A changing world for life insurance agents led the National Association of Insurance and Financial Advisors to support optional federal chartering of insurance companies and agents as one means to improve the insurance regulatory system, says NAIFAs CEO.
David F. Woods notes that in the past, most life insurance agents conducted most of their business 15 or 20 miles from their offices. But today, he says, many agents are doing business in multiple states.
The difficulty of getting licensed in different states, Woods says, is a factor behind NAIFAs policy change.
It is time-consuming, expensive and extremely cumbersome, he says.
Similarly, product speed-to-market is an increasing concern, according to Woods. Some states, he says, take as much as 2 years to approve new products and that is not good for consumers or for NAIFA members.
Finally, Woods says, there is the whole issue of increasing federal interest in the insurance industry.
There is no one in Washington, he says, who is responsible for industry oversight and who can act as an advocate not just for consumers, but for the industry as well.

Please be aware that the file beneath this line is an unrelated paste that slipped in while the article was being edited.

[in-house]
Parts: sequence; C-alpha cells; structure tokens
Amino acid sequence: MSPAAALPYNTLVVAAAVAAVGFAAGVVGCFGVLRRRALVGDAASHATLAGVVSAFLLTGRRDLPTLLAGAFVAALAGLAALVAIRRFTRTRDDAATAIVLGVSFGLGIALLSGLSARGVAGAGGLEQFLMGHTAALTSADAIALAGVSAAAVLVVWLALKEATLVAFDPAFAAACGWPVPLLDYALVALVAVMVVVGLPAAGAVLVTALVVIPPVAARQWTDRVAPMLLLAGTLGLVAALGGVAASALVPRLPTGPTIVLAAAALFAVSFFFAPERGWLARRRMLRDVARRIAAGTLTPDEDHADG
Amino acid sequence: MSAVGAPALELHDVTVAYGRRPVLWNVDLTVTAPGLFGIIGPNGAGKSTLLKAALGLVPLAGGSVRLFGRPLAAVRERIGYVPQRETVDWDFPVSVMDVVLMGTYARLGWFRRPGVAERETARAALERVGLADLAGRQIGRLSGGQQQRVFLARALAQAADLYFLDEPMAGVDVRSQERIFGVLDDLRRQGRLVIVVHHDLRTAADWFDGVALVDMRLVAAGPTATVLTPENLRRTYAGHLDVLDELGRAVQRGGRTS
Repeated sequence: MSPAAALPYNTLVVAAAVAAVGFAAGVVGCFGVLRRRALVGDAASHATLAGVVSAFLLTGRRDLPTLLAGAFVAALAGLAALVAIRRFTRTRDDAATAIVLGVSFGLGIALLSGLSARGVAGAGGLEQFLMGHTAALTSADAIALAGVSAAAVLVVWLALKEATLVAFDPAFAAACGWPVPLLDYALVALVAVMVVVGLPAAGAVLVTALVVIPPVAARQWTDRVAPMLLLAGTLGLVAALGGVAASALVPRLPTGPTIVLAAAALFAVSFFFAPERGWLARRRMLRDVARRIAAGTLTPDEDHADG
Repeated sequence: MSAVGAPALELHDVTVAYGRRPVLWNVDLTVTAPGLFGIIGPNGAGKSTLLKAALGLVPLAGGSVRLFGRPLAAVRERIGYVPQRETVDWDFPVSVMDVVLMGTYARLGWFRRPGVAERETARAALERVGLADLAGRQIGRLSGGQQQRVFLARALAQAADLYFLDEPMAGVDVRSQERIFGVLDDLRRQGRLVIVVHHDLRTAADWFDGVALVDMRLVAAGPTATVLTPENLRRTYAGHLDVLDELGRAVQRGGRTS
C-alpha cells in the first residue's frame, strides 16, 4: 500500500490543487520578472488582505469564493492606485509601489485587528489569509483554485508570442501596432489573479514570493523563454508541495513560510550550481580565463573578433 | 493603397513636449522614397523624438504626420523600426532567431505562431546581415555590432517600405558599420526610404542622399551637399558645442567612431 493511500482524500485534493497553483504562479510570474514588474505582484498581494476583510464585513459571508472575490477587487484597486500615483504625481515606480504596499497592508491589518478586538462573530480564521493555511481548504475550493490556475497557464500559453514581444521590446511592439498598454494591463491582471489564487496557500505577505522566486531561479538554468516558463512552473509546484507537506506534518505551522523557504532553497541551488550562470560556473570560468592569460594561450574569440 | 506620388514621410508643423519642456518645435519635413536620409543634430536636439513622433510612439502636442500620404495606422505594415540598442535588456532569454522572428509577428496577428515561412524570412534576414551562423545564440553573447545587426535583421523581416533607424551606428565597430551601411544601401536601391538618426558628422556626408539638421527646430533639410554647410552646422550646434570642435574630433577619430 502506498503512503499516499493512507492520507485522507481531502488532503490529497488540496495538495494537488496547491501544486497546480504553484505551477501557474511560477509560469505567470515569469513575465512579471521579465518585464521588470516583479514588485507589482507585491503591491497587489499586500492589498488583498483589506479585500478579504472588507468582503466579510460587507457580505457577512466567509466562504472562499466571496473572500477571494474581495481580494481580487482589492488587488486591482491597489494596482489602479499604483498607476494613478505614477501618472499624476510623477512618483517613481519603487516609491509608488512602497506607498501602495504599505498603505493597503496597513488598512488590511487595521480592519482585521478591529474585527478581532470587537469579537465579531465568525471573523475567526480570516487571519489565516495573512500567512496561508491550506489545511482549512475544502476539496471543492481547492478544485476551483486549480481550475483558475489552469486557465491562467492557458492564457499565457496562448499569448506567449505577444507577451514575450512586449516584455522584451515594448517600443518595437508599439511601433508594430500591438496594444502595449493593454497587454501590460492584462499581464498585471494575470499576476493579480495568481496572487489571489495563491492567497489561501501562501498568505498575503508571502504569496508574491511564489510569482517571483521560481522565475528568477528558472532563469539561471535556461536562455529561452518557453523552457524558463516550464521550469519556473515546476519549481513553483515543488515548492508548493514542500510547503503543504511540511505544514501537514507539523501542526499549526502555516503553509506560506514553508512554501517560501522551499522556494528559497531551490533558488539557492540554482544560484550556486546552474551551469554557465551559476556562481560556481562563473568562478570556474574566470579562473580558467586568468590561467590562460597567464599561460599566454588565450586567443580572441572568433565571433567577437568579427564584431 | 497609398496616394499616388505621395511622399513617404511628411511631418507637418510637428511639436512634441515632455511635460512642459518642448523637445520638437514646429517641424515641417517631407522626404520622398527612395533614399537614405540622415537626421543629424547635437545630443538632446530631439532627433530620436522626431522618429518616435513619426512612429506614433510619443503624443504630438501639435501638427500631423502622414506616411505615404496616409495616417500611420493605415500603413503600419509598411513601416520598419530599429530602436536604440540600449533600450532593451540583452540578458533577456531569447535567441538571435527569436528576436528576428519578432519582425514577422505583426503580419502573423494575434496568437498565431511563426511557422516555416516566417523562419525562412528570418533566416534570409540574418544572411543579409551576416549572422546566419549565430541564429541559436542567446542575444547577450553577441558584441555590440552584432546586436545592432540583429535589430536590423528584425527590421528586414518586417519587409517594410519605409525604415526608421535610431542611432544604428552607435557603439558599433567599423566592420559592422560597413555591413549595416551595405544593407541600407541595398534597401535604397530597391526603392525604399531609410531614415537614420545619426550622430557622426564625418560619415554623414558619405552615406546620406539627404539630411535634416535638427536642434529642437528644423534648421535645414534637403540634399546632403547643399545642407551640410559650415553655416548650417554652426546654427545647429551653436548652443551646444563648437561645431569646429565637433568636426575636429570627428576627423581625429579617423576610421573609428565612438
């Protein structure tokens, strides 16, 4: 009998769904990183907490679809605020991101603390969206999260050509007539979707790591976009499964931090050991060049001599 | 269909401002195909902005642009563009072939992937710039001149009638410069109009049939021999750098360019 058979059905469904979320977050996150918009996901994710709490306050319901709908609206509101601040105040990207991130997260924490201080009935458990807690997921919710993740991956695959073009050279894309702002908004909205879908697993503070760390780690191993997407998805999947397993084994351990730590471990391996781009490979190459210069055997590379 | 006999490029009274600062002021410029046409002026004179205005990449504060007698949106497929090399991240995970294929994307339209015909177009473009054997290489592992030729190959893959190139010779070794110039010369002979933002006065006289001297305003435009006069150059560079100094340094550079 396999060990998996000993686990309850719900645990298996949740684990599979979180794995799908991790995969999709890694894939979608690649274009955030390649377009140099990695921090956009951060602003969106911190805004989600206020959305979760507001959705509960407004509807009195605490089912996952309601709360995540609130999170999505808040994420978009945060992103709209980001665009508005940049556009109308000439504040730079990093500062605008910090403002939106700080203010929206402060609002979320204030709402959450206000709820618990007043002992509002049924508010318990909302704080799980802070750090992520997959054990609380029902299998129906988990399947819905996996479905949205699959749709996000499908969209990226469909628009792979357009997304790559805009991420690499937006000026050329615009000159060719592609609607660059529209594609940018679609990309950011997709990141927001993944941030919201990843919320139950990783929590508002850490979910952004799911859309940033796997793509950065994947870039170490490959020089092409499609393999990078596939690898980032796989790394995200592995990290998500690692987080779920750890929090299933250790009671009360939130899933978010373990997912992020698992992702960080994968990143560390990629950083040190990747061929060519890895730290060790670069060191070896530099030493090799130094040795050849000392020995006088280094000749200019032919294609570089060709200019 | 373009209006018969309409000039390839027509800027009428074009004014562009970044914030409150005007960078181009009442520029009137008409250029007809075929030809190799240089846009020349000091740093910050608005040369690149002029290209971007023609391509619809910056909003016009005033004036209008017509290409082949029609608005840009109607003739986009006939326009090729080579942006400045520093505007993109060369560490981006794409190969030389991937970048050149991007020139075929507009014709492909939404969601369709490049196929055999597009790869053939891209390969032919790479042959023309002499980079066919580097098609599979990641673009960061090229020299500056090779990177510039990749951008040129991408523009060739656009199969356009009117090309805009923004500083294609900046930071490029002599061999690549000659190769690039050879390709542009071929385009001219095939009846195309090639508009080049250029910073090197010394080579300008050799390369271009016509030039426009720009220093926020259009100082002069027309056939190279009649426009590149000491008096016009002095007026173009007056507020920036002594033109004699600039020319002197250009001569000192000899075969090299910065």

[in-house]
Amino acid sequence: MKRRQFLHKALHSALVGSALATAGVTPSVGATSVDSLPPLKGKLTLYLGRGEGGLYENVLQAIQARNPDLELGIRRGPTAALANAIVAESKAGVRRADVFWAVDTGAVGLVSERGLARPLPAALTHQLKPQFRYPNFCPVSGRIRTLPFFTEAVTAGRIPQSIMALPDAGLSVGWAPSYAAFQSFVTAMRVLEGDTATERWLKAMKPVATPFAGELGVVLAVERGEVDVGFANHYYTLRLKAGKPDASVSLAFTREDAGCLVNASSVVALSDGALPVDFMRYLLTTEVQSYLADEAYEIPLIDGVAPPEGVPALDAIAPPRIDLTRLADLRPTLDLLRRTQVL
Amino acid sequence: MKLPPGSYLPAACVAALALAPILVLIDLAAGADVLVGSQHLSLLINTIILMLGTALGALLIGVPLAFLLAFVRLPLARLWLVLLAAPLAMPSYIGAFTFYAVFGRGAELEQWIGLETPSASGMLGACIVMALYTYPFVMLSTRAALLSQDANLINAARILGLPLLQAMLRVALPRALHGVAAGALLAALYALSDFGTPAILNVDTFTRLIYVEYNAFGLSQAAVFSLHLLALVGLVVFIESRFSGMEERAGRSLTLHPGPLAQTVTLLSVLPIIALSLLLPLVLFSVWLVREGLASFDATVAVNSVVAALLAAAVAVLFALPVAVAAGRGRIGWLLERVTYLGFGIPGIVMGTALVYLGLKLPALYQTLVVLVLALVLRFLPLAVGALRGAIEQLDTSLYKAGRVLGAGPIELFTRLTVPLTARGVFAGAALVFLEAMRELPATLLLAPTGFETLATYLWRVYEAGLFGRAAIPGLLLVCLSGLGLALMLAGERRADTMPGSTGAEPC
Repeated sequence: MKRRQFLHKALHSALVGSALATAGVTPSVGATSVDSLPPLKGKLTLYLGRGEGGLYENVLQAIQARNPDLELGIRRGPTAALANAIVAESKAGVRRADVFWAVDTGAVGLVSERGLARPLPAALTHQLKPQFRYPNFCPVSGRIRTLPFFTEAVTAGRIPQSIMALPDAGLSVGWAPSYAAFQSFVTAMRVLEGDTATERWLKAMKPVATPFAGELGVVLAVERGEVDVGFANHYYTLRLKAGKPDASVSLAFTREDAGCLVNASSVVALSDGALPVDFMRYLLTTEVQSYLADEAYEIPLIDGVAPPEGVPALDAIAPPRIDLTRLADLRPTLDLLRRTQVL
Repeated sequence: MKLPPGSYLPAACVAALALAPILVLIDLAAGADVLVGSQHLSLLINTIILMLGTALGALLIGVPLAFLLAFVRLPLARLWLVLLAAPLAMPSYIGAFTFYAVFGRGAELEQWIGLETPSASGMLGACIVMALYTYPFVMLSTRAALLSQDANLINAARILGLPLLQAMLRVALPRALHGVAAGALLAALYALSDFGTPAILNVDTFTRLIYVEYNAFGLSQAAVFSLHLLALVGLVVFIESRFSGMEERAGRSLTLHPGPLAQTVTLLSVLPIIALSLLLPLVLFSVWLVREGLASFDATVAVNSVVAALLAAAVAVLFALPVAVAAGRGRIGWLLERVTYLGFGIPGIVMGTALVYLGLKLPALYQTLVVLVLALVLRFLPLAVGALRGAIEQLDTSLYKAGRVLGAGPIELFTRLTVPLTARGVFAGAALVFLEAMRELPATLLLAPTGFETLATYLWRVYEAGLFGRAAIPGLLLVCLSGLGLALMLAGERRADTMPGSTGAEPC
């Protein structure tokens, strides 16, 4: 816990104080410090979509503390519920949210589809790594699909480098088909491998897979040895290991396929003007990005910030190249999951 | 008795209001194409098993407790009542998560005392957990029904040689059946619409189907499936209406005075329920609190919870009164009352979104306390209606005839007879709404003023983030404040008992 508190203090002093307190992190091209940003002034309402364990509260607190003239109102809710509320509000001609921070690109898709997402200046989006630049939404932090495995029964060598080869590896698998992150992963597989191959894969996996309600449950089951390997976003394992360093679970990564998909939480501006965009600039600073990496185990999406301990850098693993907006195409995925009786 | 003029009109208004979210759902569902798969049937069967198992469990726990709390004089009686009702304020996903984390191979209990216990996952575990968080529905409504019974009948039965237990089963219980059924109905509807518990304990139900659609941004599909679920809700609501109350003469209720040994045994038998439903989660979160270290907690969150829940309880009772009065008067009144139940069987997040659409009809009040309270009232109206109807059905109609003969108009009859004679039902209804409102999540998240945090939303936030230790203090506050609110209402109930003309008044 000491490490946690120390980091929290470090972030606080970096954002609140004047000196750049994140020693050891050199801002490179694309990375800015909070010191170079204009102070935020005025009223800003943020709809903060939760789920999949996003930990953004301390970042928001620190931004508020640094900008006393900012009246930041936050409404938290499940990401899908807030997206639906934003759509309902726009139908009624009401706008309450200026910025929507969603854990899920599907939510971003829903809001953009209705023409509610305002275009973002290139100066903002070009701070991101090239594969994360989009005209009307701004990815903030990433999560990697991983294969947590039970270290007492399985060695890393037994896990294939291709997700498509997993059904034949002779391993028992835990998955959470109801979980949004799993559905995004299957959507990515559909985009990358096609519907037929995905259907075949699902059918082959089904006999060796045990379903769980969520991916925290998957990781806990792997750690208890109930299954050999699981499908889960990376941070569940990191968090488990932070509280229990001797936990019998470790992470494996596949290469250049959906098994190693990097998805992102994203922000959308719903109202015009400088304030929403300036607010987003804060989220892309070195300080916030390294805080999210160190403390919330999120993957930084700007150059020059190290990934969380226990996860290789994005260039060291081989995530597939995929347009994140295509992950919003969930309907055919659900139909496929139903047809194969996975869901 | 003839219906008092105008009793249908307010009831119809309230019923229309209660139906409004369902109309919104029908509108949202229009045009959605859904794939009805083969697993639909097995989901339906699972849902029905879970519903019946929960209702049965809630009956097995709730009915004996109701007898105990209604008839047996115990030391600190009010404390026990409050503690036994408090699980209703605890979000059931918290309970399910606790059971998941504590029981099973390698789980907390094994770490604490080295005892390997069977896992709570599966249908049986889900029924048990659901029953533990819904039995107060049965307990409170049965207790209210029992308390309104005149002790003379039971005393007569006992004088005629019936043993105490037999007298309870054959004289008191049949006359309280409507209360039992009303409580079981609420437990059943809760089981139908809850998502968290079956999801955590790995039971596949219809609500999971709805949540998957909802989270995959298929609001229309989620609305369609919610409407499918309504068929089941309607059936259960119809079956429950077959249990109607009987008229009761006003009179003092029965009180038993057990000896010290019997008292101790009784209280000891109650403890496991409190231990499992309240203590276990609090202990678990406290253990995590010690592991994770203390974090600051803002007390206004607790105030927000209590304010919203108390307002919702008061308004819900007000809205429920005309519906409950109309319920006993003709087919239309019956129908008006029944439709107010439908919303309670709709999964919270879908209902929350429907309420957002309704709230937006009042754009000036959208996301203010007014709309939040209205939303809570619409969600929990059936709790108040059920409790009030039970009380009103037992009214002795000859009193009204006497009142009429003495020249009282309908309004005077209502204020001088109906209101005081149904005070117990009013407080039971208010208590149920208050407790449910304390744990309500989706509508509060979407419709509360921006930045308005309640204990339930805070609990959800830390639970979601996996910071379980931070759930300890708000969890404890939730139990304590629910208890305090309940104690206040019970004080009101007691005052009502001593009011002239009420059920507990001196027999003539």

For example, Woods notes the concern over Lifetime Savings Accounts, which would allow individuals to place money in a savings account, earn tax-free interest and withdraw the money at any time for any purpose without penalty.
This represents bad public policy at a time when the country should be promoting long-term savings, says Woods, who adds that he doubts whether the LSA proposal ever would have seen the light of day had there been a federal insurance advocate.
He stresses that NAIFA is in no way turning its back on state regulation.
Indeed, in a formal statement, NAIFA says it continues its century-long support for state regulation of insurance and confirms the associations commitment to improve the state-based system, including the regulatory modernization plan developed by the National Association of Insurance Commissioners.
However, Woods says, times have changed and a federal option may offer a system that can better meet changing times.
NAIFAs policy embraces certain federal initiatives that could work to improve insurance regulation.
These include optional federal chartering, the creation of a federal insurance advocate, an optional national producers license and other federal efforts to improve the regulatory system.
Woods says NAIFA worked closely on this issue with the American Council of Life Insurers. ACLI, he says, has been very sensitive to NAIFAs concerns and is incorporating NAIFAs suggestions in an OFC model.